Pacific Energy Alderlea T5 and T6 owners

Newburnerwisconsin

Feeling the Heat
Jul 8, 2015
457
wisconsin
How do you like the mechanical ash system in these stoves? How many gaskets do you have to deal with? Are they standard gaskets or special size gaskets only available though your local dealer? Thanks
 

bcrtops

Feeling the Heat
Nov 14, 2016
282
NW Oregon
How do you like the mechanical ash system in these stoves? How many gaskets do you have to deal with? Are they standard gaskets or special size gaskets only available though your local dealer? Thanks
Ash system on it is useless, but that is my opinion (trap door is too small). However, never even tried to use it as I placed a metal plate over it, to bring it up the the height of the (bottom) of the firebox when it was new. Consequently, I only need to maintain the door gasket & the little gasket that goes under the baffle -- both are available at the dealers. Some folks are really into their ash systems & buy the stove based on them. However, an ash shovel & bucket works just fine -- it is not a daily thing -- only 1-2x /month even burning 24/7.

Added: The stove is about as maintenance free as any wood stove you can buy. Going into the 10th winter with it & I just installed the 2nd new door gasket & replaced the cracked glass in the door as it broke for absolutely no good reason (stove was cold, in summer when it cracked across a corner -- glass warranties are essentially useless). Door hinge has given us some issues, but easily fixable. A great stove, we recommend -- a good dealer is an advantage, though.
 
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madison

Minister of Fire
T6 owner for about 9 years - pretty much ditto bcrtops opinion regarding the ash chute as well as his other T5 experiences.

I've replaced the door gasket once (gasket adhesive failure of the OEM gasket) and I replaced the OEM baffle gasket once, after year one > (baffle gasket replaced with Hog's excellent suggestion of fashioning a gasket out of 3/8" rope gasket) .
 

begreen

Mooderator
Staff member
Nov 18, 2005
82,668
South Puget Sound, WA
We don't use the ash system either, however ash pan makes a dandy bun warmer if you keep it clean. ==c
I've tried both non-oem and oem door gaskets. OEM seals much better. For several years I used the oem baffle gasket because I bought a batch of them but now also have the hogwildz patented 3/8" gasket donut in place and it's doing fine.
 

Woody5506

Minister of Fire
Feb 14, 2017
775
Rochester NY
I use my ash pan on the T5, but I guess I could do without it. I don't mind it though. I wouldn't say it was much of a selling point.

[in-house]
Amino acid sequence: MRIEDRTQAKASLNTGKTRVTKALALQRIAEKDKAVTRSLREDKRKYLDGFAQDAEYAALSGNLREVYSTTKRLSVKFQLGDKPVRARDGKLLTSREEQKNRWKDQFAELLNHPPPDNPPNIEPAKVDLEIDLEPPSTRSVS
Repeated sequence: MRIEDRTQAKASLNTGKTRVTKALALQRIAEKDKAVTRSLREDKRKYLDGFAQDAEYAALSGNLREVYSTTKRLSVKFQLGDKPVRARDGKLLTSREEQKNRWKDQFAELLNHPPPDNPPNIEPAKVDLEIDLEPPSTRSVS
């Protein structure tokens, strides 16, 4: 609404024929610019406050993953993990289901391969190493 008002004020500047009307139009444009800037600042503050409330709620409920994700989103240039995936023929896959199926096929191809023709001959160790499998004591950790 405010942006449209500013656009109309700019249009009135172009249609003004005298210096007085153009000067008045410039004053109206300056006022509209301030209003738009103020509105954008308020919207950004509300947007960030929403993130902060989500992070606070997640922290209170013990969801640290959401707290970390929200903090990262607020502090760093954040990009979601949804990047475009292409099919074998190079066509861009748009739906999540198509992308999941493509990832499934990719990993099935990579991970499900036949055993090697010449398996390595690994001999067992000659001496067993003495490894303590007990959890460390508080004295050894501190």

I pulled my baffle a few weeks ago to clean the chimney and noticed that there was no gasket on the back of it. This was the first time I ever pulled the baffle since I just got the stove new last year. What affect would not having that gasket really have on the stove?
 

Highbeam

Minister of Fire
Dec 28, 2006
17,230
Mt. Rainier Foothills, WA
I recall that the gasket back there is a thin flat gasket like a head gasket and not a big roll of rope. Is it possible that the gasket was there and just stuck to one side? Or do you think it was never installed?

A leak there would allow secondary combustion air to enter the firebox at a place other than the little holes in the baffle. You would probably see little jets of flame and less air making it to the little holes. Burn could be slightly dirtier.
 
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Newburnerwisconsin

Feeling the Heat
Jul 8, 2015
457
wisconsin
I use my ash pan on the T5, but I guess I could do without it. I don't mind it though. I wouldn't say it was much of a selling point.

I pulled my baffle a few weeks ago to clean the chimney and noticed that there was no gasket on the back of it. This was the first time I ever pulled the baffle since I just got the stove new last year. What affect would not having that gasket really have on the stove?
I a man not sure. I really like the T6.
 

bcrtops

Feeling the Heat
Nov 14, 2016
282
NW Oregon
I use my ash pan on the T5, but I guess I could do without it. I don't mind it though. I wouldn't say it was much of a selling point.

I pulled my baffle a few weeks ago to clean the chimney and noticed that there was no gasket on the back of it. This was the first time I ever pulled the baffle since I just got the stove new last year. What affect would not having that gasket really have on the stove?